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Financial Infidelity: The Damage it Causes and How to Avoid It

Financial Infidelity: The Damage it Causes and How to Avoid It

What is financial infidelity? 


Financial infidelity occurs when couples with combined finances lie to each other about money. For example, one partner may hide significant debts in a separate account while the other is unaware. 


A prominent NEFE survey conducted by Harris Polls found that 43% of partners reported some form of financial infidelity. 


What damage can financial infidelity cause? 


Financial infidelity, akin to betrayal in a relationship, can profoundly damage the foundation of trust and security between partners. When one party engages in secret financial activities, such as hidden debts, undisclosed spending, or clandestine investments, it erodes the fabric of honesty and openness essential for a healthy partnership. 


The repercussions extend beyond monetary losses, encompassing emotional turmoil, shattered trust, and strained communication. Such deceit can breed resentment, sow seeds of doubt, and lead to profound relational discord. 


16% of respondents surveyed reported that financial infidelity ultimately led to divorce.  

Why couples often commit financial infidelity


The reasons couples commit financial infidelity vary. Listed below are the reasons collected in the aforementioned NEFE survey.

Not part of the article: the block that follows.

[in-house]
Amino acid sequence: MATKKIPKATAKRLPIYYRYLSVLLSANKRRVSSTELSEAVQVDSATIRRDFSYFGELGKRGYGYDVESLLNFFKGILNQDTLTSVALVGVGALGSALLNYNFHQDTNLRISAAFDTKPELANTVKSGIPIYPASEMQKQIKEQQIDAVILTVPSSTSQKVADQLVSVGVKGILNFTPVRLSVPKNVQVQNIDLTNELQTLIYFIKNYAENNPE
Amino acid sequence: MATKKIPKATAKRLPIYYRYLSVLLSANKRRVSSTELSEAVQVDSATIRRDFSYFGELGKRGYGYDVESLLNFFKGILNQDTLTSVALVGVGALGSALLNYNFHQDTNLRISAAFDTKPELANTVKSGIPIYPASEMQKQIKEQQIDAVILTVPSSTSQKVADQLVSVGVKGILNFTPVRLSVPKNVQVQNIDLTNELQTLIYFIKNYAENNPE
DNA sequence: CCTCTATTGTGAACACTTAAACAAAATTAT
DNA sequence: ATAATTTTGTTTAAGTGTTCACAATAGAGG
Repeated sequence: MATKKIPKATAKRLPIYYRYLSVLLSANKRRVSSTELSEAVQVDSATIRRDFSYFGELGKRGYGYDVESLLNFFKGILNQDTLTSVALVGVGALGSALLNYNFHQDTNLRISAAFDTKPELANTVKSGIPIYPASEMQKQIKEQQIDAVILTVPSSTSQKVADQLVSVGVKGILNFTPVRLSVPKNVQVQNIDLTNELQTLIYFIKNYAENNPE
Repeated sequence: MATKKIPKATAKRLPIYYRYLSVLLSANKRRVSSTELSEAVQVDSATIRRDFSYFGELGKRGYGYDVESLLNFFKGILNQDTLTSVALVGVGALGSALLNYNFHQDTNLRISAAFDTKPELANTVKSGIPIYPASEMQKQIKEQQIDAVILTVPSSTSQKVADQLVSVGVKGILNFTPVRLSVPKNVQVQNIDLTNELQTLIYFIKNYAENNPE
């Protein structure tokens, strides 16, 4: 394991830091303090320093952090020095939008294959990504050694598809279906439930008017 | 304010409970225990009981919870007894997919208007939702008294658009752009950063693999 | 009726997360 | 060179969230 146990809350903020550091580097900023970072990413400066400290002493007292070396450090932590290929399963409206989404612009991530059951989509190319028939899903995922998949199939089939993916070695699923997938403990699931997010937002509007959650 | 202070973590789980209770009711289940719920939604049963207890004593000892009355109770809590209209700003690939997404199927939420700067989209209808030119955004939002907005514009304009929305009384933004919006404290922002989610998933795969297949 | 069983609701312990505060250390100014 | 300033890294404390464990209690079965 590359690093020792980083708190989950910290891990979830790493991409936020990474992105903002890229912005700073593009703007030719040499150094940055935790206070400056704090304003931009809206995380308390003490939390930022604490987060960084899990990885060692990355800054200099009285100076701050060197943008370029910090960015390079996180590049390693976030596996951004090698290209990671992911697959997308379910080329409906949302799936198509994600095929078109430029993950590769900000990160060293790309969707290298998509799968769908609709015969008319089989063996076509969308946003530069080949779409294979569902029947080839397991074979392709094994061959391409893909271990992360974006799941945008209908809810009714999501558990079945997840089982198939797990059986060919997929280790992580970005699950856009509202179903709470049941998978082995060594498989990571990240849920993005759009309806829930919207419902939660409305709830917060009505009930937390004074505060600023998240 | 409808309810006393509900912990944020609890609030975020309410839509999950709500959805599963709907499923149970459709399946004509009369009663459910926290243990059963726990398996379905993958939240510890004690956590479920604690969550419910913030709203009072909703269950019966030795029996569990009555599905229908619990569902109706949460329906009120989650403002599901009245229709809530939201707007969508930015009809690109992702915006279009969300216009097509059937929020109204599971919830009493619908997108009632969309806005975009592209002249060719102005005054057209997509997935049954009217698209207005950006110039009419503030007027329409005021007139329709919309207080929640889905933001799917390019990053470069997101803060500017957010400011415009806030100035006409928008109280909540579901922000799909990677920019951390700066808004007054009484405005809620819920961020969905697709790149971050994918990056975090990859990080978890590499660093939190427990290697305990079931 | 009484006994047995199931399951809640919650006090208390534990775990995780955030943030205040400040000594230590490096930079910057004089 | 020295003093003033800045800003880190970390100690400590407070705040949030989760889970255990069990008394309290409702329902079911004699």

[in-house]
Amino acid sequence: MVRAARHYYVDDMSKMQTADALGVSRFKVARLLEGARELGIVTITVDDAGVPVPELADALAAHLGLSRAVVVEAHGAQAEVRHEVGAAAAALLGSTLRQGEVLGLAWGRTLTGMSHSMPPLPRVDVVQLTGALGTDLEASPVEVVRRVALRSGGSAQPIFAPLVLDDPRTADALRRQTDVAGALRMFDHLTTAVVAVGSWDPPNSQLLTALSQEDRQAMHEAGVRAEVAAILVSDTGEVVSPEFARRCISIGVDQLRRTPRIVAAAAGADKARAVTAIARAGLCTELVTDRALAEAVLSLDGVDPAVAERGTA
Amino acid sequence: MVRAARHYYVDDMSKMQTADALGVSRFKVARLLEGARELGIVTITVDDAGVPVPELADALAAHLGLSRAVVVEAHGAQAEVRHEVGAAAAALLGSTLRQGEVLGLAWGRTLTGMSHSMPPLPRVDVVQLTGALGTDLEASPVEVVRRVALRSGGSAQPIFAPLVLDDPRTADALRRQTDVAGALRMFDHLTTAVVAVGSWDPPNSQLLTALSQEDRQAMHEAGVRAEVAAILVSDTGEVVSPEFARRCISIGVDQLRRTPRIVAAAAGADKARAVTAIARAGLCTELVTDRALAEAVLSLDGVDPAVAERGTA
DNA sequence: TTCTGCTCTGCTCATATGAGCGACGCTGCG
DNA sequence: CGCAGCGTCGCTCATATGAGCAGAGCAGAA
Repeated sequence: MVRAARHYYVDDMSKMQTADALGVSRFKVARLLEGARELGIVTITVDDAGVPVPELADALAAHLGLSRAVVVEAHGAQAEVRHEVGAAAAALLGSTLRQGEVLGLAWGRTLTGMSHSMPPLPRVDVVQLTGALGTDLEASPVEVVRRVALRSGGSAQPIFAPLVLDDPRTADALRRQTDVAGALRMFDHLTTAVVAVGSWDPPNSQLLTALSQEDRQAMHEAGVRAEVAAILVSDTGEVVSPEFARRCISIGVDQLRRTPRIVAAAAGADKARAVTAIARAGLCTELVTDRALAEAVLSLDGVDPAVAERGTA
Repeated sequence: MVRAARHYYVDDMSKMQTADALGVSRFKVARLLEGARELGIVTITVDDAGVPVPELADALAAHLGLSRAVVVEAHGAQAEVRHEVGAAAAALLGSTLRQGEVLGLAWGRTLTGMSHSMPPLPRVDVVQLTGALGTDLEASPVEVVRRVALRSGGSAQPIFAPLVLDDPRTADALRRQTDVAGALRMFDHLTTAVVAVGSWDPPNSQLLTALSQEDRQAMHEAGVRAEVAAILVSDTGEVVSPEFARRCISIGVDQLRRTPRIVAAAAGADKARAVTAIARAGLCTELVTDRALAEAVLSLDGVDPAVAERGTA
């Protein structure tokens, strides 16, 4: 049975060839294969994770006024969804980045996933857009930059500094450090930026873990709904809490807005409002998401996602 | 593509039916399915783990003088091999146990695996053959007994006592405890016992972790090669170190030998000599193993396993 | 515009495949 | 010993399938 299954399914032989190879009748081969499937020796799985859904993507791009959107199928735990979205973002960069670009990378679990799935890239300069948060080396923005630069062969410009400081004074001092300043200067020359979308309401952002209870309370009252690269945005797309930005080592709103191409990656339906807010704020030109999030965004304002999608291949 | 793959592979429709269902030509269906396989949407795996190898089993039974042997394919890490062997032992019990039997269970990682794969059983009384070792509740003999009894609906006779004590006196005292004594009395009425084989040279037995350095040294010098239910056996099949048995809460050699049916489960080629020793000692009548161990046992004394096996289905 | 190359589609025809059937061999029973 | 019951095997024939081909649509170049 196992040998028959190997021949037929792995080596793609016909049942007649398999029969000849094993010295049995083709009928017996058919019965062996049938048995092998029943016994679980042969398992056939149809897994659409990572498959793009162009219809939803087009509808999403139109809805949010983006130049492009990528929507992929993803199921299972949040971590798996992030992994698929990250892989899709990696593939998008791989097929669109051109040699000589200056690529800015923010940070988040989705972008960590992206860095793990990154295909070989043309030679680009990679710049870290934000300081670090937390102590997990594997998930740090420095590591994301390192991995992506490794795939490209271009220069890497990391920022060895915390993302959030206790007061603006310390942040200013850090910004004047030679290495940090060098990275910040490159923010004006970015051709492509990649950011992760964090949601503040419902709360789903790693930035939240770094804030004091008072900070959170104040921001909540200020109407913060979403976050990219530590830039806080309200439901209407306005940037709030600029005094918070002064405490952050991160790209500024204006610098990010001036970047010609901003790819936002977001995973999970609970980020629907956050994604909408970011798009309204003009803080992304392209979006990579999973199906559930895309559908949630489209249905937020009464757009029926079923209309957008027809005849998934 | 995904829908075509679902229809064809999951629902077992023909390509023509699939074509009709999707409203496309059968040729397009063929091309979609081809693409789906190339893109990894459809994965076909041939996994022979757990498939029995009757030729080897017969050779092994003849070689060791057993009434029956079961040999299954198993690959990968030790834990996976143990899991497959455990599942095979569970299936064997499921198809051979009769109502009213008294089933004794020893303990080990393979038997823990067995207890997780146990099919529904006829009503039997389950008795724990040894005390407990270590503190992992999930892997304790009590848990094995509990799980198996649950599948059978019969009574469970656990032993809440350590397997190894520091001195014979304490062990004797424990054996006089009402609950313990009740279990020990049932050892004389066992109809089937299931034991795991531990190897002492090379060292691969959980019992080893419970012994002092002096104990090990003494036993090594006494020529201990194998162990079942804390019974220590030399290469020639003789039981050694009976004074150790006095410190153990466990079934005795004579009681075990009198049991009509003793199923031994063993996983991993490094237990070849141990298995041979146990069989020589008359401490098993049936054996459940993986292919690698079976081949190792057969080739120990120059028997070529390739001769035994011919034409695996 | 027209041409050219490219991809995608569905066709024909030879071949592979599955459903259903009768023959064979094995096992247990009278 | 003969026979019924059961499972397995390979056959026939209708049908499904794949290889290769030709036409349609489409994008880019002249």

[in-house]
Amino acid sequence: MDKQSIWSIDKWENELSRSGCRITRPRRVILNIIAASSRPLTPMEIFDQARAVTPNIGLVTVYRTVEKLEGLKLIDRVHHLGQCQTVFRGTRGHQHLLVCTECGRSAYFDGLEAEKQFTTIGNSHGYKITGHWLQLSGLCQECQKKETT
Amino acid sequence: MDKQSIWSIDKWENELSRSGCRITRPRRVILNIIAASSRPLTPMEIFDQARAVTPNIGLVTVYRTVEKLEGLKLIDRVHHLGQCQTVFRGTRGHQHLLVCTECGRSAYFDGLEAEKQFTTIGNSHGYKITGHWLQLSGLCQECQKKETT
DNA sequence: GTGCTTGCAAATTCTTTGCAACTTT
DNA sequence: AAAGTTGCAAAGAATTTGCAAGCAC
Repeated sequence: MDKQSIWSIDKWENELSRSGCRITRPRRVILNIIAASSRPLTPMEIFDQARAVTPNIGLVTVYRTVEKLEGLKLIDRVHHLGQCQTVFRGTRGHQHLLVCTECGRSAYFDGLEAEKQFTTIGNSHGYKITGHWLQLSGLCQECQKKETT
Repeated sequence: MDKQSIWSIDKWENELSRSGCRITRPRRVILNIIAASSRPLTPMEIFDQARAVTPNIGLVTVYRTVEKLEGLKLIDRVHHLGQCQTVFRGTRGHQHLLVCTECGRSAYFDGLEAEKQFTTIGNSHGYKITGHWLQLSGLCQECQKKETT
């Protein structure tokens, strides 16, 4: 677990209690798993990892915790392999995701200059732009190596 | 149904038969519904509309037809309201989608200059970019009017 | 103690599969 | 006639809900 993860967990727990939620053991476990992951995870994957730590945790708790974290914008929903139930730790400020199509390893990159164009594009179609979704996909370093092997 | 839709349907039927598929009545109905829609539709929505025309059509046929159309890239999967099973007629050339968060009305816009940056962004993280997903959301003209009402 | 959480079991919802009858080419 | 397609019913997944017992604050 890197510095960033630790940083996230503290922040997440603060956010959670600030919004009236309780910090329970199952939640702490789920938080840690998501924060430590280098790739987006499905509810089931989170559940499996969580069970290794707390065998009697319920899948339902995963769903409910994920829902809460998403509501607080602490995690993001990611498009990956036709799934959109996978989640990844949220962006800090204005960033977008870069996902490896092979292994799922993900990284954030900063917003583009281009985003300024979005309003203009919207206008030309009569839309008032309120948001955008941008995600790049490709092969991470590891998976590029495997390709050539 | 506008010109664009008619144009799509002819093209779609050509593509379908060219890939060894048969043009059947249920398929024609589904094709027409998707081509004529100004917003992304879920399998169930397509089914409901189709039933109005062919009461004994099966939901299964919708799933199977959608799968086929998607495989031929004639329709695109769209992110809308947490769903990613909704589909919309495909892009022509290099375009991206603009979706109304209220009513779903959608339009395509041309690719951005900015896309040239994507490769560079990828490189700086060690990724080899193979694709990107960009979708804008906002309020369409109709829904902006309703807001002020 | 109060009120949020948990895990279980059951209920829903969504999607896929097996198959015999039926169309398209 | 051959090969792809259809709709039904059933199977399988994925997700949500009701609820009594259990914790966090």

Financial Infidelity: The Damage it Causes and How to Avoid It
NEFE survey results and image

We asked Dr. Michael Gene Thomas to better understand the nuance that drives such decisions. 


Dr. Michael Gene Thomas is a Lecturer at the University of Georgia. He teaches Financial Planning, Housing and Consumer Economics, where he has won numerous teaching awards. His research involves understanding what factors influence financial well-being across socio-economic status and how to optimize those factors through evidenced-based interventions or therapeutic methods. 



Systems that can be put in place to prevent financial infidelity 


Deciding how to move forward depends on many factors, and certainly, no one way is best for every couple. The toolkit topics that address systems options are:


  • Money Opposites, Dr. Scott Rick

  • Your Bank Accounts, Dr. Jenny Olson


 


 

The Transition to Marriage Toolkit


This post is a glimpse into what to expect if you purchase the Transition to Marriage Toolkit. The backgrounds of the 50+ national content experts who contributed to the Toolkit are below:


Designed for engaged and recently married couples, it is the ideal resource for those who want to manage money and the home as a team.



 

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